Math. I was never great at it. In fact, for a while math homework brought me to tears. Now, I watch my daughter face the same struggle. I am determined to break the cycle. Math is just another way to understand our world. Luckily, there are some authors who do a much better job than I do of making that clear.
Greg Tang has written eight books that the library has which all are about math. He has books of riddles and fables. While they have different illustrators, one thing that they all have in common is bright pictures.
Another author and illustrator who has been instrumental is Loreen Leedy. The library carries nine of her books. Every book focuses on just one math topic, like addition or fractions, so that kids can tailor their reading to exactly what they want to know.
While Brian B. Cleary has books about other topics, there are four, illustrated by Brian Gable, which each concentrate on a particular aspect of math. These stories feature simple math problems.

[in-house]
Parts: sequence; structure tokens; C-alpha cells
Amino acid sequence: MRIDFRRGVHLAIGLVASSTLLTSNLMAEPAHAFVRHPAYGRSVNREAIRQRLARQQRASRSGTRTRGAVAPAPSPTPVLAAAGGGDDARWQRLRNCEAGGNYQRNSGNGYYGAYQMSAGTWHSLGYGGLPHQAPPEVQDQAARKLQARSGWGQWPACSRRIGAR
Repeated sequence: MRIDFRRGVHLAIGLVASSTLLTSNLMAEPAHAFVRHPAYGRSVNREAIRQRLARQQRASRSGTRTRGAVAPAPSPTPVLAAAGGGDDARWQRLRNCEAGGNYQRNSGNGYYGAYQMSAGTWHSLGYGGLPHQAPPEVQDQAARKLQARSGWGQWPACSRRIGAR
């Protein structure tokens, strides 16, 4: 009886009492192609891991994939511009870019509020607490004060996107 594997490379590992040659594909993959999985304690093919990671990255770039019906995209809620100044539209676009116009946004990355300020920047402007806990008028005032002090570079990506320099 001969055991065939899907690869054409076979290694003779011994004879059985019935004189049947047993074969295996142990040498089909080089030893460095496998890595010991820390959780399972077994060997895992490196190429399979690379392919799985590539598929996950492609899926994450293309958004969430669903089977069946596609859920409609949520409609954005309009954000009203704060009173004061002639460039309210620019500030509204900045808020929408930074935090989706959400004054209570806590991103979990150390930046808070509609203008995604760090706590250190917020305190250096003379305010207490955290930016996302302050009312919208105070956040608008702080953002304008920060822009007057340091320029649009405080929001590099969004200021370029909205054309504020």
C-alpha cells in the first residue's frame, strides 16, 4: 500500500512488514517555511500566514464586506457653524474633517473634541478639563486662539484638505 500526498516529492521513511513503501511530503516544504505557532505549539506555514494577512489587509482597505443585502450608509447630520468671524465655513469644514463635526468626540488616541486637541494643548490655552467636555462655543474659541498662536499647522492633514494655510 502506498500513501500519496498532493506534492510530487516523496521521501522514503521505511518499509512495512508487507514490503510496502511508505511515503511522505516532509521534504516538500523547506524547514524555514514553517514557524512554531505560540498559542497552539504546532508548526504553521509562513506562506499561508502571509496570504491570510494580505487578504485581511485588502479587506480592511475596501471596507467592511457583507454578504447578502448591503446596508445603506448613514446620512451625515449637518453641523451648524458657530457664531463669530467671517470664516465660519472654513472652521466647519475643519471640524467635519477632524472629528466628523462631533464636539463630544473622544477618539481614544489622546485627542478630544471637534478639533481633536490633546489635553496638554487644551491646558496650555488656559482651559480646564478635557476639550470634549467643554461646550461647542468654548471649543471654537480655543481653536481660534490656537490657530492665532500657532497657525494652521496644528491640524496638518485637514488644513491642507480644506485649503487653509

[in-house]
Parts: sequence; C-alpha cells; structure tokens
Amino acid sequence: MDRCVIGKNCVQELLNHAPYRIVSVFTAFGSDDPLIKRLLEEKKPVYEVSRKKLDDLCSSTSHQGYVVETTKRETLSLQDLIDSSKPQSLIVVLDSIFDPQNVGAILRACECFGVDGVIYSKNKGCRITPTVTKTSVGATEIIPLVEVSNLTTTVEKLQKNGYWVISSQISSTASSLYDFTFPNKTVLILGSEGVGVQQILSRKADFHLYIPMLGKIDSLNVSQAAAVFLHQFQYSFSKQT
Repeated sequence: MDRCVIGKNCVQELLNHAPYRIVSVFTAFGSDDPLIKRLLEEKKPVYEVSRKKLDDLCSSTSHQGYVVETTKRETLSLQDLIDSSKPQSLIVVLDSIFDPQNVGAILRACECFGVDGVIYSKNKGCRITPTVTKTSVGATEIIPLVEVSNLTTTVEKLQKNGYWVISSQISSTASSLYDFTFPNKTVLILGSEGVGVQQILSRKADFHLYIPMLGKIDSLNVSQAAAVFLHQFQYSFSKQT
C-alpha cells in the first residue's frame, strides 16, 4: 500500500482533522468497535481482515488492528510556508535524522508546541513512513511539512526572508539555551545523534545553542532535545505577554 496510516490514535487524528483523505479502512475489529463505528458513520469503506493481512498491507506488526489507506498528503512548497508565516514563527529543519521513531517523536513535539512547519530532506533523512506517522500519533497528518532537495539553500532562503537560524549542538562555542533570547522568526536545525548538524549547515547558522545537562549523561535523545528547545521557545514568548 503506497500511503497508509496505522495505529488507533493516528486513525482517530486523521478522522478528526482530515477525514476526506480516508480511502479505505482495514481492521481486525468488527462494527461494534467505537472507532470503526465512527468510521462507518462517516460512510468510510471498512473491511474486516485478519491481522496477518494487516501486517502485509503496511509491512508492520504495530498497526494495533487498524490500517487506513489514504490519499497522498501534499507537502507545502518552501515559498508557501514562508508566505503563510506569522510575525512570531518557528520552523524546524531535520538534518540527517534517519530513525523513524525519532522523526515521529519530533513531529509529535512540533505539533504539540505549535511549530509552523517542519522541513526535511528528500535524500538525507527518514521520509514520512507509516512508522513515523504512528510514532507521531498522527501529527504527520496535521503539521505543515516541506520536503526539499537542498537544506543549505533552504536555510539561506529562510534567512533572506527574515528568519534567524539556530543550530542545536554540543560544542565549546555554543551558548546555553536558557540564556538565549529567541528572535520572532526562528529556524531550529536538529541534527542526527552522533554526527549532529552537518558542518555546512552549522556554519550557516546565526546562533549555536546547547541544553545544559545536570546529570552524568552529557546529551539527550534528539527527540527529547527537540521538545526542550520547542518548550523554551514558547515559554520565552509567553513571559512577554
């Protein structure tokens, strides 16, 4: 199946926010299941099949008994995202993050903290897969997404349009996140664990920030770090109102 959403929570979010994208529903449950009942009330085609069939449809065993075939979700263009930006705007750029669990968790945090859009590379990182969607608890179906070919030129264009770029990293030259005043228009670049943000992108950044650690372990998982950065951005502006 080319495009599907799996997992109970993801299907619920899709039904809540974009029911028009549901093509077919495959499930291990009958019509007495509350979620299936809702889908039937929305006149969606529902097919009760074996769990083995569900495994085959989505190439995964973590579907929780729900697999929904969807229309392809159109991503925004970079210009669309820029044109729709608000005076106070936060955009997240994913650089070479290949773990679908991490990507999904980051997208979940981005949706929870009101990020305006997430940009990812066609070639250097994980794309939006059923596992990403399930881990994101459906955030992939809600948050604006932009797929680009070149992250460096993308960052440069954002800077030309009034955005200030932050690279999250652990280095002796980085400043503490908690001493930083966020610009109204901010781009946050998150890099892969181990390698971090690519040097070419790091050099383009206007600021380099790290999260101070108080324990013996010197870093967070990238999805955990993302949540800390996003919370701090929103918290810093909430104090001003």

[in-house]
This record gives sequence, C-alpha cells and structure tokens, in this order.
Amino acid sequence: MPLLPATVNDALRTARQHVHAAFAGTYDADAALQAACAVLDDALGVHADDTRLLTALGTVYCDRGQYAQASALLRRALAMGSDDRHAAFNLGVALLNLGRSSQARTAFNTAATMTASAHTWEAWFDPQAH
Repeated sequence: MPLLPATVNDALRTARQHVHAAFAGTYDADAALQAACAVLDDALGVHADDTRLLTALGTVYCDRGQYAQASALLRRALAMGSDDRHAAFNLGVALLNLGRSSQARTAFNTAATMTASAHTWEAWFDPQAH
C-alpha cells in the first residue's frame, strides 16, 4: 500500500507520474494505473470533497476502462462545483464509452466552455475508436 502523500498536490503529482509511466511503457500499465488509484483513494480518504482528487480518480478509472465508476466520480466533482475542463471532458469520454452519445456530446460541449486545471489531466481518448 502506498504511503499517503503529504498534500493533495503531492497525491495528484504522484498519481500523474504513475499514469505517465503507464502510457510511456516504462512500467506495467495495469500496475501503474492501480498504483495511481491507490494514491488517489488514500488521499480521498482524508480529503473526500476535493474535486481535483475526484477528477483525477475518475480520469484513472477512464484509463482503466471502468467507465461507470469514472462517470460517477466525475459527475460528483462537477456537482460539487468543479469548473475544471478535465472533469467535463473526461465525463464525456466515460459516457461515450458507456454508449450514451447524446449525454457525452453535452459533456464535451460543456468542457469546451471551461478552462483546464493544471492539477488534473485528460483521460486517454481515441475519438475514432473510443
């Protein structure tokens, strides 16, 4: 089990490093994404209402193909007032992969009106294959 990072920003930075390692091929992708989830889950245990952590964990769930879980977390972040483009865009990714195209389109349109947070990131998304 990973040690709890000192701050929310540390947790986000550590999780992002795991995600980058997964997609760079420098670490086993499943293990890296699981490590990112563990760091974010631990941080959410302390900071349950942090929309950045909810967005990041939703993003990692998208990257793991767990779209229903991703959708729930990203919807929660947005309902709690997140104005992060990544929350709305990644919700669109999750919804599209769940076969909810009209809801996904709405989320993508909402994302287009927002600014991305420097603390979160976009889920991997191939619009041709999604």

Laura Overstreet also has two books that have a place in this movement. Each page has a brief bit of information accompanied by easy, medium, and hard math problems. That way, kids can get in the habit of using math that connects to real life and build confidence as they solve the question at a level that is right for them.
Another great habit to get into is doing a little bit of math every day. This is the idea behind www.bedtimemath.org.
We are often afraid of what we don’t know. If I can make math accessible and fun for my daughter, she will be able to approach it with a better attitude than I ever could muster. Growing courage-- isn’t that what books are for?
About the Author
Anna Francesca Garcia earned her Master of Library and Information Sciences Degree from the University of North Texas. She has worked in public libraries in Nevada and Missouri for eleven years. Currently, Anna Francesca is Kansas City Public Library’s Education Librarian.